[ RadSafe ] LNT Petition Discussion
Brennan, Mike (DOH)
Mike.Brennan at DOH.WA.GOV
Mon Jun 29 11:04:18 CDT 2015
I agree with what you say, except for, "Good work safety practices stand on their own merits, and management [eventually] understands that they pay dividends." Sadly, many managers see only as far as their next bonus, which likely will be justified if they can find costs to cut. Trading lower costs now for higher costs after they personally have moved on to a new position, probably with a different company, is too tempting for many. The defense against such thinking in today's business climate is someone who can point to regulations and say, "If we don't do it right, they will shut us down."
The alternative of only having managers who have actually worked in the field they are managing is, alas, not currently looked on with favor by policy makers.
From: radsafe-bounces at health.phys.iit.edu [mailto:radsafe-bounces at health.phys.iit.edu] On Behalf Of Miller, Mark L
Sent: Monday, June 29, 2015 7:49 AM
To: The International Radiation Protection (Health Physics) Mailing List
Subject: [ RadSafe ] LNT Petition Discussion
I think that even a cursory review of the basis of our current regulations would lead to the conclusion that they are NOT based on science (isn't that what we're supposed to be about?). Starting with the many Calabrese articles regarding Dr. Muller's apparent distortion of the facts regarding his research, coupled with the understandable Cold War fear mongering, we got the 5 rem/year standard we been saddled with for the past 60+ years.
Defining the EXACT threshold will always be as elusive as determining how many angels can dance on the head of a pin. However, there is pretty compelling scientific evidence that nothing quantifiably significant happens below 10 rem/year (HPS Position Statement PS010-2). While it SEEMS to be a sensible basis for planning, the fact is that it has led to overwhelmingly negative unintended consequences, such as radiophobia and the persistent erroneous myth that "no matter how small the radiation dose, there is an associated risk".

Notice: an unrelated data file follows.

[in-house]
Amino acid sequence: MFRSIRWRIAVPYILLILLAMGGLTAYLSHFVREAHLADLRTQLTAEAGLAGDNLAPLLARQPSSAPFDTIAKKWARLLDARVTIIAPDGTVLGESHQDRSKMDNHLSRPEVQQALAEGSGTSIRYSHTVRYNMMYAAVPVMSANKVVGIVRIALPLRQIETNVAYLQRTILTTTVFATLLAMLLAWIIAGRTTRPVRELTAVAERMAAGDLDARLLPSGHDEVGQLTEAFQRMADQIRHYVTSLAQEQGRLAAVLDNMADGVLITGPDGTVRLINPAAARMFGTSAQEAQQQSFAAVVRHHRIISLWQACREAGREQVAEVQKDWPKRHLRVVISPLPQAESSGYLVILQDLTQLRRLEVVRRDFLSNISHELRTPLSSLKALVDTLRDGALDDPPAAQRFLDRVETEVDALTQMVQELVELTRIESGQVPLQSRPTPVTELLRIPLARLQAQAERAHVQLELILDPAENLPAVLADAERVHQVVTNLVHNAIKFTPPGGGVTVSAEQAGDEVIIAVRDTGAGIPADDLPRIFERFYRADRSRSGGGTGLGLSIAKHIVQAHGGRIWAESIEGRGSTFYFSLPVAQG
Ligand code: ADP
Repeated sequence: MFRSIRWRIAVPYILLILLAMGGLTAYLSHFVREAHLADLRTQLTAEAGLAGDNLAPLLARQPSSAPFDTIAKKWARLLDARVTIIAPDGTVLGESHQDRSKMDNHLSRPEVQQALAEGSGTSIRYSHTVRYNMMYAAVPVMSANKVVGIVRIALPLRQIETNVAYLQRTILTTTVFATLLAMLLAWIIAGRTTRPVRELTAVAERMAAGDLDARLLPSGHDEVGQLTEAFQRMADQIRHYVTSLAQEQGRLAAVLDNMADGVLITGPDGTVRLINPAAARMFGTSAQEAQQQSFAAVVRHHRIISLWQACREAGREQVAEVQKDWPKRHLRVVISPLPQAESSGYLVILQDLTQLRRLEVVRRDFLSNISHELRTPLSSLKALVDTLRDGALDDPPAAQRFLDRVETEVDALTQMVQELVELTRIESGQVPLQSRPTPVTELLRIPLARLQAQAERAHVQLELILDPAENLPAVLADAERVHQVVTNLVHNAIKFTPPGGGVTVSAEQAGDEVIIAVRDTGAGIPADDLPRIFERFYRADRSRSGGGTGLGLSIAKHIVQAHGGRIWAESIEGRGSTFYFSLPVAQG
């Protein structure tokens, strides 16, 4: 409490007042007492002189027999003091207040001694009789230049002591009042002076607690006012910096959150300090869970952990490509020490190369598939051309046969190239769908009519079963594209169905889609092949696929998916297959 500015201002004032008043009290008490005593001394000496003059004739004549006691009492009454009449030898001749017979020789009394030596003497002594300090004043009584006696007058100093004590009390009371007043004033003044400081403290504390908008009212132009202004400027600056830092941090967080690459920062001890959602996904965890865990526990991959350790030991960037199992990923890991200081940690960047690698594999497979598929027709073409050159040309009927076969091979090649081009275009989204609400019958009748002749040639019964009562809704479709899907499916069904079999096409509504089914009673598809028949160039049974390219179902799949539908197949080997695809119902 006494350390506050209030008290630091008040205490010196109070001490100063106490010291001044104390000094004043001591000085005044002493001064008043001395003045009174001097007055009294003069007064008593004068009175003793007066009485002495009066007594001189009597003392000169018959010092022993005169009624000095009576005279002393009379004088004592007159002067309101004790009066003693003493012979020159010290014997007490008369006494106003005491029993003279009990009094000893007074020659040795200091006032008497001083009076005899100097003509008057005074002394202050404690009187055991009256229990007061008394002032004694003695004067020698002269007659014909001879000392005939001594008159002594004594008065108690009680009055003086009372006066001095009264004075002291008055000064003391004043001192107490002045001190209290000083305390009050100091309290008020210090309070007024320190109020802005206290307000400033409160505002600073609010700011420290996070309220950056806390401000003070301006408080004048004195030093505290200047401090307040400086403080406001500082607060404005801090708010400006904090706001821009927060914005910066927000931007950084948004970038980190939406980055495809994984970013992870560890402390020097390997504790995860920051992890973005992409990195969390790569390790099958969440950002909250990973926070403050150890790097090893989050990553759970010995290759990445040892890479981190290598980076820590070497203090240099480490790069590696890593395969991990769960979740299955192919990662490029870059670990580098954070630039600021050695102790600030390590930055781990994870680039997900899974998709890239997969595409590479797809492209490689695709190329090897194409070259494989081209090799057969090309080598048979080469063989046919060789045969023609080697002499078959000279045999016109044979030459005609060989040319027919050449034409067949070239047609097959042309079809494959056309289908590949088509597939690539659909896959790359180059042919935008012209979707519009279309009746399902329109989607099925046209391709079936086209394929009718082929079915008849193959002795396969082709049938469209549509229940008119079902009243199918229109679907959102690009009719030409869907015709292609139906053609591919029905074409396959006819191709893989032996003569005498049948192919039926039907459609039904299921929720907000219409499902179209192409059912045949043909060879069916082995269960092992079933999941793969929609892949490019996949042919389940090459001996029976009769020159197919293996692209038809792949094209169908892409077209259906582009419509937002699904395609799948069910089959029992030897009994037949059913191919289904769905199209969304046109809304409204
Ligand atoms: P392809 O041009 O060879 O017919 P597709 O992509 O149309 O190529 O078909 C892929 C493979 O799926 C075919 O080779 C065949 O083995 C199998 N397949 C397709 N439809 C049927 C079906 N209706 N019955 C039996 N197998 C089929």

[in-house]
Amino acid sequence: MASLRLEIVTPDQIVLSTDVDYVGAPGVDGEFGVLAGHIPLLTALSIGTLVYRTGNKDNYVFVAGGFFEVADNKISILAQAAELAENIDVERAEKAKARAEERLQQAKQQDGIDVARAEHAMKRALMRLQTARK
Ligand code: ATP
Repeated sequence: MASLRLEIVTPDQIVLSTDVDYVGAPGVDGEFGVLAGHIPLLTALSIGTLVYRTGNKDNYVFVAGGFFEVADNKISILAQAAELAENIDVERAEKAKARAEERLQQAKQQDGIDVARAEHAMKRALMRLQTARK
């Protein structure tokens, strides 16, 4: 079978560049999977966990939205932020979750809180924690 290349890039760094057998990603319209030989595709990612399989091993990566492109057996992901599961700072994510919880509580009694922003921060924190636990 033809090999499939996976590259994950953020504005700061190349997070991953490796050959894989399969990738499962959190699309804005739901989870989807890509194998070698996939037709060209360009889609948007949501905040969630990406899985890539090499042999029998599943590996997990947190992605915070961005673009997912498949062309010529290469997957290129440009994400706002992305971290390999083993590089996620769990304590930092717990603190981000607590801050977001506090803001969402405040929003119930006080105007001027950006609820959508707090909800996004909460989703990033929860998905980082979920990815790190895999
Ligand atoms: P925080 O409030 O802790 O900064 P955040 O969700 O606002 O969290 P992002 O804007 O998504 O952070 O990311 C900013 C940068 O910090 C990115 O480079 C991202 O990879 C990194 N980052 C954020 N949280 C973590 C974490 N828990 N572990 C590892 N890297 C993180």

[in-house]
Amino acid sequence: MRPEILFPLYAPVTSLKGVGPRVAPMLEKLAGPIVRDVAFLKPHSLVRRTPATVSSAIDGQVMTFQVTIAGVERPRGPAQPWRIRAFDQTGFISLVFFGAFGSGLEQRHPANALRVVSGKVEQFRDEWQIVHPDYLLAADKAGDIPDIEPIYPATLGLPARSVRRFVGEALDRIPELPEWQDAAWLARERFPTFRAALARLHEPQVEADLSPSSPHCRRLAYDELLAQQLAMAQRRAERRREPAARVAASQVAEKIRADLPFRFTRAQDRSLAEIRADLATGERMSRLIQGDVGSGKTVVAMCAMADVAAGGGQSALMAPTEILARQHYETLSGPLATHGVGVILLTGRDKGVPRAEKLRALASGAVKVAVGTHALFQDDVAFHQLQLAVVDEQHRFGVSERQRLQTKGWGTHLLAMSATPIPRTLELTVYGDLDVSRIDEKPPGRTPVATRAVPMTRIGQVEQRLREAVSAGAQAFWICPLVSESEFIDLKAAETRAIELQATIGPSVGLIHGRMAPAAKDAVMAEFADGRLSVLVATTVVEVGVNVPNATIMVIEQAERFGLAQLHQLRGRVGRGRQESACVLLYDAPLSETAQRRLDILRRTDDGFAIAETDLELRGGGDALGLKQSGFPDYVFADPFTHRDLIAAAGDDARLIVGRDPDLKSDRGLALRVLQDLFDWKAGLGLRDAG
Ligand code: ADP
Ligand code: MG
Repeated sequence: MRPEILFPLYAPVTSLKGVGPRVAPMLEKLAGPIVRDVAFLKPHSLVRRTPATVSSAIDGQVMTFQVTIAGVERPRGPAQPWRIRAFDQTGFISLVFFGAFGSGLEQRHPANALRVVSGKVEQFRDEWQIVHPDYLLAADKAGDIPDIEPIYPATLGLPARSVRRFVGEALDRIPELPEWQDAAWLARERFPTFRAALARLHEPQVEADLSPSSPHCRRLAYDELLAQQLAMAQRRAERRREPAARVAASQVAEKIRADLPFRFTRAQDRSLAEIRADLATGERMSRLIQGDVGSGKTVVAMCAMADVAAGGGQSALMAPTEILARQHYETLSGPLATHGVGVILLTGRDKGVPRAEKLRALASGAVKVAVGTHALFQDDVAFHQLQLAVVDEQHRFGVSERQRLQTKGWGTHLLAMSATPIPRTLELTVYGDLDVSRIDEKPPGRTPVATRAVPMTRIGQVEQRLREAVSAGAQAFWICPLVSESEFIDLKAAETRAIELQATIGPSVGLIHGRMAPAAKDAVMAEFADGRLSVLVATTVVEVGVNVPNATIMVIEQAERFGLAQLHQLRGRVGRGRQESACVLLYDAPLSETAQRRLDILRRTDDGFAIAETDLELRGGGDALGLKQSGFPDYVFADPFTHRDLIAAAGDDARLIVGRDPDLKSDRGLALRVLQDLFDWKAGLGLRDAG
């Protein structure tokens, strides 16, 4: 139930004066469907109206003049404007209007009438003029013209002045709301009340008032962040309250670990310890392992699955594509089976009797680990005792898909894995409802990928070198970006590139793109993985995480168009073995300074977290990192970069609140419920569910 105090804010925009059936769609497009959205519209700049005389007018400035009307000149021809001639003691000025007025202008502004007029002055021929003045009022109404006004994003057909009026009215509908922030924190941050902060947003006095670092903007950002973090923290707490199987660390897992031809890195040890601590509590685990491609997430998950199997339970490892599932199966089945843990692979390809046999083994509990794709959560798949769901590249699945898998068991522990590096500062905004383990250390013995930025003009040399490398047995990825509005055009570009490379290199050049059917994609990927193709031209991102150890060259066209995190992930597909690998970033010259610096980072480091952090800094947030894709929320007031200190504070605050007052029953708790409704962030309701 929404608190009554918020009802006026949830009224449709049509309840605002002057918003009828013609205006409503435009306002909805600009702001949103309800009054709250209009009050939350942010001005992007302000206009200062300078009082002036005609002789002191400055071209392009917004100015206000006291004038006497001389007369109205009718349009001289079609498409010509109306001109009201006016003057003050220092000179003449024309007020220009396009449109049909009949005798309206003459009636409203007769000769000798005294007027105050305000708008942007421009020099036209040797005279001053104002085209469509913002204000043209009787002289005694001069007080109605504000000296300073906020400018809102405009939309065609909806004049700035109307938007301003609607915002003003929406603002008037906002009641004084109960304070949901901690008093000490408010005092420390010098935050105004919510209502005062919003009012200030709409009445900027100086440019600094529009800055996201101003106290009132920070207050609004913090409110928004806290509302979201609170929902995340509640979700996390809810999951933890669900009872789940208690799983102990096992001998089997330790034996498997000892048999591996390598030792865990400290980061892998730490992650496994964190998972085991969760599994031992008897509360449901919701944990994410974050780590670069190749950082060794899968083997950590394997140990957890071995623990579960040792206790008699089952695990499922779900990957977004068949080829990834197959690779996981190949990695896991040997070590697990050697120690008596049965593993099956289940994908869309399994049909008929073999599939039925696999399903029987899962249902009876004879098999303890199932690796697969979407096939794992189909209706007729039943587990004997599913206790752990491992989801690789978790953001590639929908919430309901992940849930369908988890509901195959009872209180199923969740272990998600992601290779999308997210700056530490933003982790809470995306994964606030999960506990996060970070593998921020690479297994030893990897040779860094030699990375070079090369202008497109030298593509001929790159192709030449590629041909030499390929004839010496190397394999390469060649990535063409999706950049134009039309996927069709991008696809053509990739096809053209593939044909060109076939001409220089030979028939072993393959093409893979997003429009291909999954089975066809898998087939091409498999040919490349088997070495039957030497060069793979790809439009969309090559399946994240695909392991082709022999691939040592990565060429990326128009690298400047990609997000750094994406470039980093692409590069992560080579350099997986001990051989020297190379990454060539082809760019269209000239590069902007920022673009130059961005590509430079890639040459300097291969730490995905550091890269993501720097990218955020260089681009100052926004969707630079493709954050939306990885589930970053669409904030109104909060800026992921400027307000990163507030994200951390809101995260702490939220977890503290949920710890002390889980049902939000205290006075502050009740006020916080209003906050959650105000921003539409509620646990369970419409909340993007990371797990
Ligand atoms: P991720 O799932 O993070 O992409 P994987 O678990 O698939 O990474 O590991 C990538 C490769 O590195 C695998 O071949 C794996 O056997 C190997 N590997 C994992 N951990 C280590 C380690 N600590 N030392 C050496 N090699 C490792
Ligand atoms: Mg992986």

I would agree with you comment about ALARA leading to good work practices (based on my 39 years in the profession), EXCEPT it gets tied to the persistent erroneous myth that "no matter how small the radiation dose, there is an associated risk" (there is NOT). That leads to radiophobia, and so on. Good work safety practices stand on their own merits, and management [eventually] understands that they pay dividends. I believe strongly in things like you mentioned (training on a mock up before the hot work, keeping a nearby contaminated system filled with water while the work is in progress, or sequencing the work logically. Outages are now much shorter and less costly, as well as lower dose. ) However, these practices don't need to hide behind a nebulous term like ALARA, not does such a nebulous and subjective term have any place in regulations!
In reality, LNT has led to worldwide radiophobia and has likely caused much more harm than the good that was intended. Go to the NRC website and read/comment on the petitions for yourselves.
From: William Lipton [mailto:doctorbill34 at gmail.com]
Sent: Saturday, June 27, 2015 12:38 PM
To: The International Radiation Protection (Health Physics) Mailing List
Subject: Re: [ RadSafe ] LNT
Many thanks for taking the time to reply to my posting.
I am not in a position to evaluate the many studies you cite. You may be right, but your view is still far from a consensus. As you stated, if there are 2 opposing hypotheses, one of them must be wrong. However, keep in mind that I am NOT saying that LNT is a fact, only that it is a sensible basis for planning, in the absence of overwhelming evidence to the contrary. If unsure of which hypothesis is correct, I'll take the conservative one.
Also, keep in mind that epidemiological studies show association, but not cause and effect. We need a lot more knowledge of radiation biology before a reasonable person can accept hormesis.